|Publication number||US4253097 A|
|Application number||US 06/024,933|
|Publication date||Feb 24, 1981|
|Filing date||Mar 29, 1979|
|Priority date||Mar 29, 1979|
|Also published as||DE3012011A1|
|Publication number||024933, 06024933, US 4253097 A, US 4253097A, US-A-4253097, US4253097 A, US4253097A|
|Original Assignee||Timex Corporation|
|Export Citation||BiBTeX, EndNote, RefMan|
|Patent Citations (5), Referenced by (36), Classifications (10), Legal Events (1)|
|External Links: USPTO, USPTO Assignment, Espacenet|
This invention relates to an electroluminescent panel or lamp suitable as a light source for passive electrooptic displays. More particularly, this invention relates to electroluminescent light panels and methods for reducing power consumption of electroluminescent light panels.
Electric lamps utilizing phosphors have been previously known.
Typically, electroluminescent cells comprise a pair of spaced electrodes with one or more layers of field-responsive phosphor material sandwiched between the two electrodes. When an alternating potential is applied between the two electrodes, the resulting electric field excites the phosphor to luminesce.
However, the main drawback to the commercial use of EL devices as a light source, particularly for use as a backlight in small battery operated devices such as electrooptic display type wristwatches, are their relatively poor efficiency in converting electrical energy to light.
In one prior art device, the electroluminescent cell utilizes very finely-divided phosphors in an attempt to enhance efficiency.
The following patents represent some of the prior art pertinent to the field of electroluminescent panels: U.S. Pat. Nos. 2,980,816 issued Apr. 18, 1961 to Elmer Curry Payne; 3,673,572 issued June 27, 1972 to Philip O. Sliva; 4,099,091 issued July 4, 1978 to Hiroshi Yamayoe et al; 3,040,202 issued June 19, 1962 to Willi Lehmann; 3,496,410 issued Feb. 17, 1970 to Alfred J. MacIntyre; 3,914,932 issued Oct. 28, 1975 to Kalsuhiro Teraishi et al; 3,894,389 issued July 15, 1975 to Teiji Miura et al; 3,992,873 issued Nov. 23, 1976 to Rockland Karl Awalt; and 4,011,557 issued Mar. 8, 1977 to Fernand Chetelat et al.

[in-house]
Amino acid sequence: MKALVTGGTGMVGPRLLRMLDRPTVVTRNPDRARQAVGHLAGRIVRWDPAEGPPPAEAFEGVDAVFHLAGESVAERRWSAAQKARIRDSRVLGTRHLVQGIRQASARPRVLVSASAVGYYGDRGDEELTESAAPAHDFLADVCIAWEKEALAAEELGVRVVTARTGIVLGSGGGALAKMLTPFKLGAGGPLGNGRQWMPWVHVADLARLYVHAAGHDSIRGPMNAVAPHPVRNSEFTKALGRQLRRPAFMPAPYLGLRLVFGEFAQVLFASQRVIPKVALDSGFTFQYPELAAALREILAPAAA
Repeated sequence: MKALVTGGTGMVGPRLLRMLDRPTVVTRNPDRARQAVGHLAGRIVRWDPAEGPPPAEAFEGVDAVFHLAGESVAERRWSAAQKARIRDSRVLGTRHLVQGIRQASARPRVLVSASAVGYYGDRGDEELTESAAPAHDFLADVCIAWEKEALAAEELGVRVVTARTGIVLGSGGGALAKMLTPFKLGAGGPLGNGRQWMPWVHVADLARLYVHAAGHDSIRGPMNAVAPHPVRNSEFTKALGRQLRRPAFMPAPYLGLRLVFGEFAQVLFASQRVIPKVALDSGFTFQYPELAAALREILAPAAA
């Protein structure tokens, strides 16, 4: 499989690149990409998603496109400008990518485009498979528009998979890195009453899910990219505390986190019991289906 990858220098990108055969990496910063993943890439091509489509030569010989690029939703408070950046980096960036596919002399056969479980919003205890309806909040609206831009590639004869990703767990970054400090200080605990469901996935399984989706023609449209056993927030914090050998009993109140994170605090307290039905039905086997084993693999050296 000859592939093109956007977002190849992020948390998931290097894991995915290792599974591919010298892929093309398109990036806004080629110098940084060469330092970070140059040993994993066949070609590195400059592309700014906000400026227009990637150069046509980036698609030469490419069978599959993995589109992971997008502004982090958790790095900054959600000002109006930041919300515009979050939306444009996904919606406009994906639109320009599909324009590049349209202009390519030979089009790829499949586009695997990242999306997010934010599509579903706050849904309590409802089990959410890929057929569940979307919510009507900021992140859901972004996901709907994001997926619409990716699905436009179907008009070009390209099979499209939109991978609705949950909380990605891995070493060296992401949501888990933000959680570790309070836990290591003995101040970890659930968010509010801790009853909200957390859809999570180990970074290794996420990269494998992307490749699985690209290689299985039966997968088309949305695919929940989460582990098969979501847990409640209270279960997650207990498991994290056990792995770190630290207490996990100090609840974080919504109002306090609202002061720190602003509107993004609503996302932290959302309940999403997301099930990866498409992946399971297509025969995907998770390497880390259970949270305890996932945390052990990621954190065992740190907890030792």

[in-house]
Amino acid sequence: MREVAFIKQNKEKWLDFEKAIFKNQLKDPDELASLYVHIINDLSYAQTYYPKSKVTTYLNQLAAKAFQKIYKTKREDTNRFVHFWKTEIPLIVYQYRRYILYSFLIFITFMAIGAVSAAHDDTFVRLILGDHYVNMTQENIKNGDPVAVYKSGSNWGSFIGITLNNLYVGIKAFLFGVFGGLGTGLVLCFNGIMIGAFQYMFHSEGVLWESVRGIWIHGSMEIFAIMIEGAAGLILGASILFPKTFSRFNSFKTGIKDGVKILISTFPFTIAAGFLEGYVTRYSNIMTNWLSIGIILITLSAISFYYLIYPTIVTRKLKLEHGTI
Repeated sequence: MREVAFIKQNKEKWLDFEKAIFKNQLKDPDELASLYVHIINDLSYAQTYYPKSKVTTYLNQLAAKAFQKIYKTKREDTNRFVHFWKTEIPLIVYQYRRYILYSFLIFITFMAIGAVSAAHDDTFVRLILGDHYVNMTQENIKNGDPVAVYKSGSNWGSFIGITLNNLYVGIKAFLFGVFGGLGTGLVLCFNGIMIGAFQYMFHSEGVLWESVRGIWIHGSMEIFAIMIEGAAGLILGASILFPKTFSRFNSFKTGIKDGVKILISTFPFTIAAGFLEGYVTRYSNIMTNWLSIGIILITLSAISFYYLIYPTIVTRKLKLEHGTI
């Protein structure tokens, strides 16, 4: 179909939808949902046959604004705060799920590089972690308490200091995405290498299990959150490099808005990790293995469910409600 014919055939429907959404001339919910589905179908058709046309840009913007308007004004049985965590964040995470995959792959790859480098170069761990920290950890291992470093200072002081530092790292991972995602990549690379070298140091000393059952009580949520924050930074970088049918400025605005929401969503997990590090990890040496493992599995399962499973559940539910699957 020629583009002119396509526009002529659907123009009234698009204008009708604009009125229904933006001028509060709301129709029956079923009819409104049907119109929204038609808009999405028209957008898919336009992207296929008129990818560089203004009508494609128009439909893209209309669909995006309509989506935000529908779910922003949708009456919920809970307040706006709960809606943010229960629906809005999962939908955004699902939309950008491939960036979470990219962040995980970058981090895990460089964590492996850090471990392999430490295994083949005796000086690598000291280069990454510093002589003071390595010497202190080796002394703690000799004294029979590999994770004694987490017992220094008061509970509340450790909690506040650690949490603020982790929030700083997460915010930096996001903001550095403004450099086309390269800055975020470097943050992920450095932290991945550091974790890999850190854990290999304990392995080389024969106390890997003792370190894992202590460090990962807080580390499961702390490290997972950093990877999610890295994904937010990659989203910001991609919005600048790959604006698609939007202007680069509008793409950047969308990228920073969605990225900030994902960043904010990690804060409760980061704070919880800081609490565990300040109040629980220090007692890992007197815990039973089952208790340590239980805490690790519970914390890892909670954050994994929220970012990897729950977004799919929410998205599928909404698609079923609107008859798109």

These patents are mentioned as being representative of the prior art and other pertinent patents may exist.
Generally speaking, in accordance with the invention, a driving arrangement is provided for energizing an EL cell to luminesce by means of low duty cycle bursts of high frequency pulsed electrical signals.
In one embodiment of the invention the capacitive reactive component of the EL cell is substantially cancelled or tuned-out by means of an inductance coupled to the EL cell.
Accordingly, an object of this invention is to provide a new and improved method for energizing an EL cell.
Another object of this invention is to provide a new and improved electrically energized electroluminescent panel.
A further object of this invention is to provide a new and improved arrangement for driving an EL cell.
A further object of this invention is to provide a new and improved electroluminescent panel or lamp having improved efficiency to enable its use as an illumination source for battery powered electrooptic displays.
Other objects and advantages of this invention may be more clearly seen when viewed in conjunction with the accompanying drawings. Similar reference numerals refer to similar parts throughout.
FIG. 1 is a cross-sectional side view of an electroluminescent panel;
FIGS. 2a and 2b are a schematic view and resulting impulsing wave forms, respectively, of one embodiment of the invention;
FIG. 3 is a block diagram of a second embodiment of the invention;